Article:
Use of NDVI for characterizing winter wheat response to water stress in a semi-arid environment
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© 2019, © 2019 Informa UK Limited, trading as Taylor & Francis Group. The normalized difference vegetation index (NDVI) has been widely used to quantify vegetation by measuring the difference between near-infrared (NIR) and red light. Measuring NDVI throughout a growing season helps to evaluate the effect of continuous phenological and morphological changes on grain yield. A 2-year field study was conducted to characterize plant response to water stress in 20 winter wheat (Triticum aestium L.) genotypes during the season based on their NDVI values under the dryland and irrigated conditions. In addition, final biomass and yield were measured at maturity. The 2018 season was extremely dry with only 23 mm of precipitation, whereas 2016 was more favorable for wheat production with 315 mm seasonal precipitation. Except in a severe drought condition (2018, dryland), NDVI values increased from early spring to mid-season (anthesis) and decreased from mid-season to physiological maturity, indicating gradual leaf senescence. There was a significant (P = 0.05) positive correlation between NDVI and grain yield, especially for NDVI values after jointing. However, under the severe drought condition of 2018 (dryland), NDVI often did not show a strong relationship with grain yield. Even genotypes with higher NDVI at early growth stages ended up with lower yield because of the severe water stress at later growth stages. Hence, the use of NDVI is not suggested in screening genotypes for yield under extreme weather conditions.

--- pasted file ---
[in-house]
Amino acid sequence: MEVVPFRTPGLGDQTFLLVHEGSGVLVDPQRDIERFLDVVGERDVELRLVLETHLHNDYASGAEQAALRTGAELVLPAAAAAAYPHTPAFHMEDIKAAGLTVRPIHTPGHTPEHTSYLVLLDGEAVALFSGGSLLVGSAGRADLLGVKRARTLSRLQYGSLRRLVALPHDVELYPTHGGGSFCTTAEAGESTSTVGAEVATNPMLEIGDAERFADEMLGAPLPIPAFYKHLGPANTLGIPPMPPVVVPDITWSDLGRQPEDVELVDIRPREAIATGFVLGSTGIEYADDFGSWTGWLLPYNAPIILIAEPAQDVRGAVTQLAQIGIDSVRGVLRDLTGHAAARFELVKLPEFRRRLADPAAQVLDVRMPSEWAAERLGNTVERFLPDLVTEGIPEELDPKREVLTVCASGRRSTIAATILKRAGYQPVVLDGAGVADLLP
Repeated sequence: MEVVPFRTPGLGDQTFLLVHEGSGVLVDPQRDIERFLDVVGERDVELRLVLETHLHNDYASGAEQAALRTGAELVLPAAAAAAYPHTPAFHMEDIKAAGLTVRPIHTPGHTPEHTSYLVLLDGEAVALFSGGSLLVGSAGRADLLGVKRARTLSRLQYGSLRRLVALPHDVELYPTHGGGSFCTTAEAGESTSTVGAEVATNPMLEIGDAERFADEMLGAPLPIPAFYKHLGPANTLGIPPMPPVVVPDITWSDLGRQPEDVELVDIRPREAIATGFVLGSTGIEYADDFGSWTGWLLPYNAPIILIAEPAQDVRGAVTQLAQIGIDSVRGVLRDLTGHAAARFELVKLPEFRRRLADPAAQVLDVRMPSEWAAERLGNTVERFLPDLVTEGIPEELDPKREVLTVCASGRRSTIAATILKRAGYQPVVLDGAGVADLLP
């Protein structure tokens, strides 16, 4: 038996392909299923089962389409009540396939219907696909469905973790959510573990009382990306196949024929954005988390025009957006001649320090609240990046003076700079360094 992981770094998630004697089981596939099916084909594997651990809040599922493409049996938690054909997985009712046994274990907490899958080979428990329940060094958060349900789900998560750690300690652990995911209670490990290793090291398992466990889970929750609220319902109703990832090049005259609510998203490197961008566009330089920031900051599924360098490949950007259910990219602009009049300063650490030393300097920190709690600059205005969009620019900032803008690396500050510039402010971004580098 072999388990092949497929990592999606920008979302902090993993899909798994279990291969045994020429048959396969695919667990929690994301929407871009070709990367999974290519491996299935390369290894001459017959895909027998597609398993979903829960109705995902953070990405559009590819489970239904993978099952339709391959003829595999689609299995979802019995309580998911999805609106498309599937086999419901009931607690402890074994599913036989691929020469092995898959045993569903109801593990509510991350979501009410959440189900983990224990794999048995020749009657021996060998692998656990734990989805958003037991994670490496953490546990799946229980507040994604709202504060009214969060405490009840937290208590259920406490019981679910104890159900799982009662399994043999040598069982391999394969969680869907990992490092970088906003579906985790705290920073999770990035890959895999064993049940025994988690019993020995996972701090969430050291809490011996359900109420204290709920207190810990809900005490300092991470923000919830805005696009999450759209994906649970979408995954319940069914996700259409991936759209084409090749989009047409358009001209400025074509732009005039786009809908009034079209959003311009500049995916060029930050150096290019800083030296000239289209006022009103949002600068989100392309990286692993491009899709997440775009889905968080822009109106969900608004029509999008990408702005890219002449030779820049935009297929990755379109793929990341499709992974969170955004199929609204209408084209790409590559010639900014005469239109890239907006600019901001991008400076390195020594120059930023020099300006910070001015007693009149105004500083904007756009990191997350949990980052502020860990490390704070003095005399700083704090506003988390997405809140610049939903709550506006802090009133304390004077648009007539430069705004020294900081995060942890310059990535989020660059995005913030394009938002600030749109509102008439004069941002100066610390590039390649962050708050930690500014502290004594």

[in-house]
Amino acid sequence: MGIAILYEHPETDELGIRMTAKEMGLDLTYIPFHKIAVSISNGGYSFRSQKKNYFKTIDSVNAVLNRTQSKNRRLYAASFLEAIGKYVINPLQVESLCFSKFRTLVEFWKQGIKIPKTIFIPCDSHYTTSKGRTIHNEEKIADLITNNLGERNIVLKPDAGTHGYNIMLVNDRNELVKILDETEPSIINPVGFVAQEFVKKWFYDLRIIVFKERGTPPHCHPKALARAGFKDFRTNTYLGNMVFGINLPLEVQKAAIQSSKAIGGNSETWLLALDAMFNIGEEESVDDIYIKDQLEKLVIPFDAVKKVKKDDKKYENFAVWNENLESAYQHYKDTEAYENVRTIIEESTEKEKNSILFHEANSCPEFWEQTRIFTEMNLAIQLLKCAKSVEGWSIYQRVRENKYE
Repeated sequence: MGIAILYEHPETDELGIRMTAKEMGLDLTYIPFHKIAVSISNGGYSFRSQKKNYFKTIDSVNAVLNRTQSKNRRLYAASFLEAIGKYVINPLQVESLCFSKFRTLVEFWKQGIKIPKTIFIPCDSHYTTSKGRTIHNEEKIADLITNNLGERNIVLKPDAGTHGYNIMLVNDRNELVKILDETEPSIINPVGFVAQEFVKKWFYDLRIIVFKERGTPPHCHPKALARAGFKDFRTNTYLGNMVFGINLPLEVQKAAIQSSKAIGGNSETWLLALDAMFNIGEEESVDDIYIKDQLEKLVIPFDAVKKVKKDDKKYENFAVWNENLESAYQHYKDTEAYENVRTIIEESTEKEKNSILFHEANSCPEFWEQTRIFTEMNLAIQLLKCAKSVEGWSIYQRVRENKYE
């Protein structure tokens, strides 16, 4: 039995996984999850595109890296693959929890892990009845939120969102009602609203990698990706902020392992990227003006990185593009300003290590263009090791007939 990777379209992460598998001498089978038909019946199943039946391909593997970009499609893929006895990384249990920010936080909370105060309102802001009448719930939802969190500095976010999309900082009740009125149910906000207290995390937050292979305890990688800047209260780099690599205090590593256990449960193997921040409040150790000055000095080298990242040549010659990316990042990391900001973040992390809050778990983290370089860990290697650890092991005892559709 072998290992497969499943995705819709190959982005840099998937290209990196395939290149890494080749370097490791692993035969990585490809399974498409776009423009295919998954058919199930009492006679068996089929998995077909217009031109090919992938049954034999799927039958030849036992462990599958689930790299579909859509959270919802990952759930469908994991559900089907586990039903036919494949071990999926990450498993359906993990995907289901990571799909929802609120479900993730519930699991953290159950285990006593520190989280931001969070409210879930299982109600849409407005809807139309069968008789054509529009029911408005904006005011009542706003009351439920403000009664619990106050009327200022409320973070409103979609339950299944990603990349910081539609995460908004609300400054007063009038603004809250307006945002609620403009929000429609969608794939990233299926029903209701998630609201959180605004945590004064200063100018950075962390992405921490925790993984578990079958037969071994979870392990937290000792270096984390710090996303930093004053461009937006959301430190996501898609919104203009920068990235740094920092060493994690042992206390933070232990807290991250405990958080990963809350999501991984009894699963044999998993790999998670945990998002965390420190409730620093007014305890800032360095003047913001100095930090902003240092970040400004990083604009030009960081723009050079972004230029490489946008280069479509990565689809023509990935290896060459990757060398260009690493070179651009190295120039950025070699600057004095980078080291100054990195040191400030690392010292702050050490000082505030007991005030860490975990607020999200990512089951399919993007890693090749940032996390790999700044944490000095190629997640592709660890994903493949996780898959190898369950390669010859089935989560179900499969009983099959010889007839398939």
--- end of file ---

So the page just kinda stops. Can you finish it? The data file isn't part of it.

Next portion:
author list (cited authors)
Thapa, S., Rudd, J. C., Xue, Q., Bhandari, M., Reddy, S. K., Jessup, K. E., ... Baker, S.